|Publication number||US6158437 A|
|Application number||US 08/796,653|
|Publication date||Dec 12, 2000|
|Filing date||Feb 5, 1997|
|Priority date||Dec 14, 1993|
|Publication number||08796653, 796653, US 6158437 A, US 6158437A, US-A-6158437, US6158437 A, US6158437A|
|Inventors||Richard T. Vagley|
|Original Assignee||Vagley; Richard T.|
|Export Citation||BiBTeX, EndNote, RefMan|
|Patent Citations (10), Referenced by (104), Classifications (13), Legal Events (3)|
|External Links: USPTO, USPTO Assignment, Espacenet|
This is a continuation of U.S. patent application Ser. No. 08/417,498, filed Apr. 5, 1995, now abandoned, which is a continuation of U.S. patent application Ser. No. 08/166,699, filed Dec. 19, 1993 now abandoned.
1. Field of the Invention
The present invention relates to a method of performing a surgical procedure and to an associated surgical instrument support tray and, more specifically, it relates to a system wherein instrument-identifying indicia are provided on a surgical instrument support tray in the general sequence in which the instruments will be employed in a particular surgical procedure.
2. Description of the Prior Art
The medical well-being of mankind has benefited tremendously in this century due to enhanced diagnostic and therapeutic equipment and procedures, improved pharmaceuticals and the enhanced skill of the surgeon.
Tremendous coordination is required in the surgical suite in order to successfully perform a surgical procedure. Not only are sterility and highly efficient coordination among the chief surgeon, assistants, nursing staff and anesthesiologists required to make a surgical procedure successful, but also efforts must be made to do no harm to the patient.
In a typical surgical procedure, a surgeon will employ a large number of hand-held surgical instruments in a specific sequence depending upon both the specific procedure being performed and the preference of the particular surgeon. As there are on the order of hundreds of different surgical instruments in general use, in addition to their being various sizes and other variations within these general categories, it becomes critical that the surgical assistants be able to deliver accurately the specific instrument called for by the surgeon in a rapid and highly reliable manner. Unfortunately, there are situations in the surgical environment wherein either experienced knowledgeable assistants make careless mistakes or assistants who are inadequately skilled are not able to identify by name the particular surgical instrument called for by a surgeon. Such errors can have a substantial detrimental impact upon the surgery.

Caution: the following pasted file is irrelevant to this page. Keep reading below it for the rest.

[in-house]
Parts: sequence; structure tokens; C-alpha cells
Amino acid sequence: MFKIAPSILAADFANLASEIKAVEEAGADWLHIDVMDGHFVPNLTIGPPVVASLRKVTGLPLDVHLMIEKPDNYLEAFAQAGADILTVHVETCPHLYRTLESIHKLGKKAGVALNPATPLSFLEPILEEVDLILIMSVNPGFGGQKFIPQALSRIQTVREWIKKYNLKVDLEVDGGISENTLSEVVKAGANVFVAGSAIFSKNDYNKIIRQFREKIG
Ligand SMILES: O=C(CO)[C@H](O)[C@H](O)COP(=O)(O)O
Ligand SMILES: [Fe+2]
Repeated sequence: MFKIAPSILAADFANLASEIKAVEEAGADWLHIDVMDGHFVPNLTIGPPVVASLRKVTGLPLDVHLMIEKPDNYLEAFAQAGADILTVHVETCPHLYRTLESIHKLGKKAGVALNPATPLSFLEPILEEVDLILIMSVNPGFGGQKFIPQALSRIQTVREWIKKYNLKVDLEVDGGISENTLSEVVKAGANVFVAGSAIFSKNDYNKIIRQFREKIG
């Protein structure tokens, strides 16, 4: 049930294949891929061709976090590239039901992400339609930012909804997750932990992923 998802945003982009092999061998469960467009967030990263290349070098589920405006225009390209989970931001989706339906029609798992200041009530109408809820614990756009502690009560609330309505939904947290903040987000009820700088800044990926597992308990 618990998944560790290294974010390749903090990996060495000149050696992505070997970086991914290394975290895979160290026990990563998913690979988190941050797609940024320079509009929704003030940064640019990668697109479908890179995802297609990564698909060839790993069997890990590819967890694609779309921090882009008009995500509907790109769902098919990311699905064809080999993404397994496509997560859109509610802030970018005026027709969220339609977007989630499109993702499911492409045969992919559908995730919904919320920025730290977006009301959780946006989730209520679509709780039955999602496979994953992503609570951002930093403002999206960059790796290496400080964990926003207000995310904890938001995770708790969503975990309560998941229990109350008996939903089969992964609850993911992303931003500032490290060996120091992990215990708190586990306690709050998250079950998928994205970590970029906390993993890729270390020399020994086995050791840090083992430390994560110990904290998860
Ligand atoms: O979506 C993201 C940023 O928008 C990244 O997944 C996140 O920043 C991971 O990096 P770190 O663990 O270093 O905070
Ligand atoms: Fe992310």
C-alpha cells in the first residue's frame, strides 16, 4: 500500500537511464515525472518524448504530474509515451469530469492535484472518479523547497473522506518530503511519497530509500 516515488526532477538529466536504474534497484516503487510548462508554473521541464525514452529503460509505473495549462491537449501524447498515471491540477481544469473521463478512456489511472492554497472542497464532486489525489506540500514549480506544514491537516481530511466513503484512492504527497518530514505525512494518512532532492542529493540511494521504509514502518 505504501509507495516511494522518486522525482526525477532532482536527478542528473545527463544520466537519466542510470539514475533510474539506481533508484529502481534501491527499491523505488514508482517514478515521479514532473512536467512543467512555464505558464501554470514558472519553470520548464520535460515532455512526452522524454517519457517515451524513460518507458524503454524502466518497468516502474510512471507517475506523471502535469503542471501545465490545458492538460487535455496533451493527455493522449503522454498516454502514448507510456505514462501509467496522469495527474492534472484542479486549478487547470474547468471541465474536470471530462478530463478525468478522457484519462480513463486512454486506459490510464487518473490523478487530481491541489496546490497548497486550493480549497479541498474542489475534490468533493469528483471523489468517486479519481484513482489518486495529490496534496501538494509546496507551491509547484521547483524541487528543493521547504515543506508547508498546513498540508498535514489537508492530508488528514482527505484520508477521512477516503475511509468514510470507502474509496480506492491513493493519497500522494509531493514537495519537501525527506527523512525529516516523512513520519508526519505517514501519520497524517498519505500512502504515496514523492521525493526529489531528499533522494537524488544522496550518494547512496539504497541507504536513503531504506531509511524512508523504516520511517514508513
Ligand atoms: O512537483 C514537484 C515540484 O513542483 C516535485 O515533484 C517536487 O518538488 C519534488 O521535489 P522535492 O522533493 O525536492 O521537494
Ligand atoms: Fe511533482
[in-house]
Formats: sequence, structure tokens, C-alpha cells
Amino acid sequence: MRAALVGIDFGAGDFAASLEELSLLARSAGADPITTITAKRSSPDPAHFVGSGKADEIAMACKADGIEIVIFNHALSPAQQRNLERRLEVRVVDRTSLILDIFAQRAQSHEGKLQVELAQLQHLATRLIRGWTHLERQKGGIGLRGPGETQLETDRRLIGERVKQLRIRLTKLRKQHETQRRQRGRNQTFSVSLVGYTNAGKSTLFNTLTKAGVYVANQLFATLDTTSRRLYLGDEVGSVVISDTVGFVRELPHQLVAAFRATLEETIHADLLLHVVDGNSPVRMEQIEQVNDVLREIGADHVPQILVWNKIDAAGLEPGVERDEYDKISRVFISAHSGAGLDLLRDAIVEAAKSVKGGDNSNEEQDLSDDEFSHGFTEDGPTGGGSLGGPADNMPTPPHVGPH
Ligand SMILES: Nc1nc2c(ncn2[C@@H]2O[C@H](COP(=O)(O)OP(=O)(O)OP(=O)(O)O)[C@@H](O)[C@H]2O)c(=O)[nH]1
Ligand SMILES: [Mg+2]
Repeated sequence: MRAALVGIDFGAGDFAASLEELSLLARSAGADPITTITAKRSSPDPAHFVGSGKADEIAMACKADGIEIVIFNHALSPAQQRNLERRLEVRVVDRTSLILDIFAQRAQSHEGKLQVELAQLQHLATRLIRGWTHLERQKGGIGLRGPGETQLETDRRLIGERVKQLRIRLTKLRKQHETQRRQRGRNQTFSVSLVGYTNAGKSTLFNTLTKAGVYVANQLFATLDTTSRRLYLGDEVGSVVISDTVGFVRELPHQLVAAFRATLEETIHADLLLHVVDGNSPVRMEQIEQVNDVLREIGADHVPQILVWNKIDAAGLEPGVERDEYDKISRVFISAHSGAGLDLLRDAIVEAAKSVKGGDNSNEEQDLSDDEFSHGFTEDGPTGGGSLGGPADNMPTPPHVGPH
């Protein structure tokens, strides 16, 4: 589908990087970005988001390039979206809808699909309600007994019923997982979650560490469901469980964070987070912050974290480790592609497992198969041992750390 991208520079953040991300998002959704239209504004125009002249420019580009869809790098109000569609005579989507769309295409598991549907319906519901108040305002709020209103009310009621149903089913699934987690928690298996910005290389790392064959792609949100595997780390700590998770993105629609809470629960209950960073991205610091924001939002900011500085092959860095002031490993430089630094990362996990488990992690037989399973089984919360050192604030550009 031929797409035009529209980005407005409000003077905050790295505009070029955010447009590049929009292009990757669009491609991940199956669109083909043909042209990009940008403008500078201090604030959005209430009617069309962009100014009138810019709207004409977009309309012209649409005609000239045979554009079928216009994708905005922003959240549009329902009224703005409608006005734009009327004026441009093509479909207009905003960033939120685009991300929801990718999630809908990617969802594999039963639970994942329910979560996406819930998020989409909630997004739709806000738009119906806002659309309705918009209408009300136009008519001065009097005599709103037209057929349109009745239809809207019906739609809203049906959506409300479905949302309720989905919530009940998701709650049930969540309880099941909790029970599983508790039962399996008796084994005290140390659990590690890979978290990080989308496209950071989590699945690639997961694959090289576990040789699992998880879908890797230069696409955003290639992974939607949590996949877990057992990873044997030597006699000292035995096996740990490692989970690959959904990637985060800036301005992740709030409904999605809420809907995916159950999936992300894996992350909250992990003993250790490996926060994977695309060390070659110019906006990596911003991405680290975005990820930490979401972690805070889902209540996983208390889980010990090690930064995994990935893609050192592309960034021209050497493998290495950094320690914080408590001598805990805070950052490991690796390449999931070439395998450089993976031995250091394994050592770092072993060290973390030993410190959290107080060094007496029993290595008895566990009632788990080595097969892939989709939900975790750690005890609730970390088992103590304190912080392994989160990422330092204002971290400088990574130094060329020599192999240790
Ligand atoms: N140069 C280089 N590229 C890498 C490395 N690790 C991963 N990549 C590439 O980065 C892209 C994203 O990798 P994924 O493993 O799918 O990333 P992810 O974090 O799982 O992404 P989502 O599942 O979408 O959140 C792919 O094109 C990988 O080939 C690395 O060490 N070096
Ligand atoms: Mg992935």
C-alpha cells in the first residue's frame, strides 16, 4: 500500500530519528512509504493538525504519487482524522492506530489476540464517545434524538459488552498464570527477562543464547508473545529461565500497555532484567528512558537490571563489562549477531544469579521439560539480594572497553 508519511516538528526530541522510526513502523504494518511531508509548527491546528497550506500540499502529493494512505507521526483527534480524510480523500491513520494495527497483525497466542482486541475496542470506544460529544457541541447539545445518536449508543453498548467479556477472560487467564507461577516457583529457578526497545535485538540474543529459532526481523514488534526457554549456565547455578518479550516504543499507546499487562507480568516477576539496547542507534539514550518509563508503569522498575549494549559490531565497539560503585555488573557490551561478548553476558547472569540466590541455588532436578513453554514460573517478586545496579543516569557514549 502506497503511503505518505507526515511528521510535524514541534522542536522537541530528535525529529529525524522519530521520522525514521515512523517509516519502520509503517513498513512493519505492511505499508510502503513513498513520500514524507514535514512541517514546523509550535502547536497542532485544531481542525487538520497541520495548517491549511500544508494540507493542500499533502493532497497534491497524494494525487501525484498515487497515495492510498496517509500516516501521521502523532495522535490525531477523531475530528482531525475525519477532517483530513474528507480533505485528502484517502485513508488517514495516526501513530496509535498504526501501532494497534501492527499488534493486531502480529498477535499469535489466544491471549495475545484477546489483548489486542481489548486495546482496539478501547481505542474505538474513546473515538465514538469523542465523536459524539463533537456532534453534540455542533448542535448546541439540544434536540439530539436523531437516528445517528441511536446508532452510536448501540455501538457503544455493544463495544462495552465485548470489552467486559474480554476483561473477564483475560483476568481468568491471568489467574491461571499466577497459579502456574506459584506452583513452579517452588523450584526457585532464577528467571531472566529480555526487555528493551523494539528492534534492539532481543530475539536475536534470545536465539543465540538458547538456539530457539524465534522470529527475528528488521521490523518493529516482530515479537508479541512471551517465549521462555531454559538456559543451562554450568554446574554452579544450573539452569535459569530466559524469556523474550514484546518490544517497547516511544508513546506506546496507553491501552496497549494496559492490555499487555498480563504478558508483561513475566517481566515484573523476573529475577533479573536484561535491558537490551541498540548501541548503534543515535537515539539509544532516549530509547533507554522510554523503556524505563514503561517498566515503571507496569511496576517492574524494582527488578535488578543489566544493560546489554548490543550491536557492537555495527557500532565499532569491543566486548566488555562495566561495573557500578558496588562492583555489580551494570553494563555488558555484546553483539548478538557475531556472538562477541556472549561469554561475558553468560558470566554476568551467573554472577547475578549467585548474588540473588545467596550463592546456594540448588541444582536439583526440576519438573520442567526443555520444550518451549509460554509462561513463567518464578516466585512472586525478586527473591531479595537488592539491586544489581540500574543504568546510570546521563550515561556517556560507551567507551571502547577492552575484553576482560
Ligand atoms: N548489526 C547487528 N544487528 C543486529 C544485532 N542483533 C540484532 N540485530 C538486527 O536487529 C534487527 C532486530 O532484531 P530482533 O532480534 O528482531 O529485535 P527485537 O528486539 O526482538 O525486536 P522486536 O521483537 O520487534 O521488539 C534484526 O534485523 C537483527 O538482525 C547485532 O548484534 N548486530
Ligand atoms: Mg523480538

U.S. Pat. No. 5,059,271 discloses the use of a sheet of silicone rubber with a non-slip surface with the material draped over the patient who is lying in a horizontal position. Surgical instruments are placed on this piece of material which is positioned in relatively close adjacency to the incision. It is stated that even though the surface may be inclined, the non-stick characteristics will resist undesired falling of the surgical instruments off of the sheet.
Despite the foregoing, there remains a need for improved handling of surgical instruments during surgery so as to enhance the likelihood that potentially life saving or life threatening surgical procedures can be performed with a higher degree of efficiency.
The above-described needs have been met by the present invention. The method of the present invention involves providing an instrument supporting tray having a plurality of surgical instruments positioned thereon. The tray has a plurality of instrument-identifying indicia disposed in a predetermined relative position corresponding to the general sequence in which they will be employed in the surgical procedure. The surgeon employs the surgical instruments generally in this sequence during performance of the surgical procedure.
The instrument-identifying indicia may be one or more of the following: (a) a graphic representation corresponding in general to the appearance of the instrument, (b) a recess for at least partially receiving the instrument corresponding generally to the shape of the instrument and (c) words and/or numbers identifying the name of the instrument.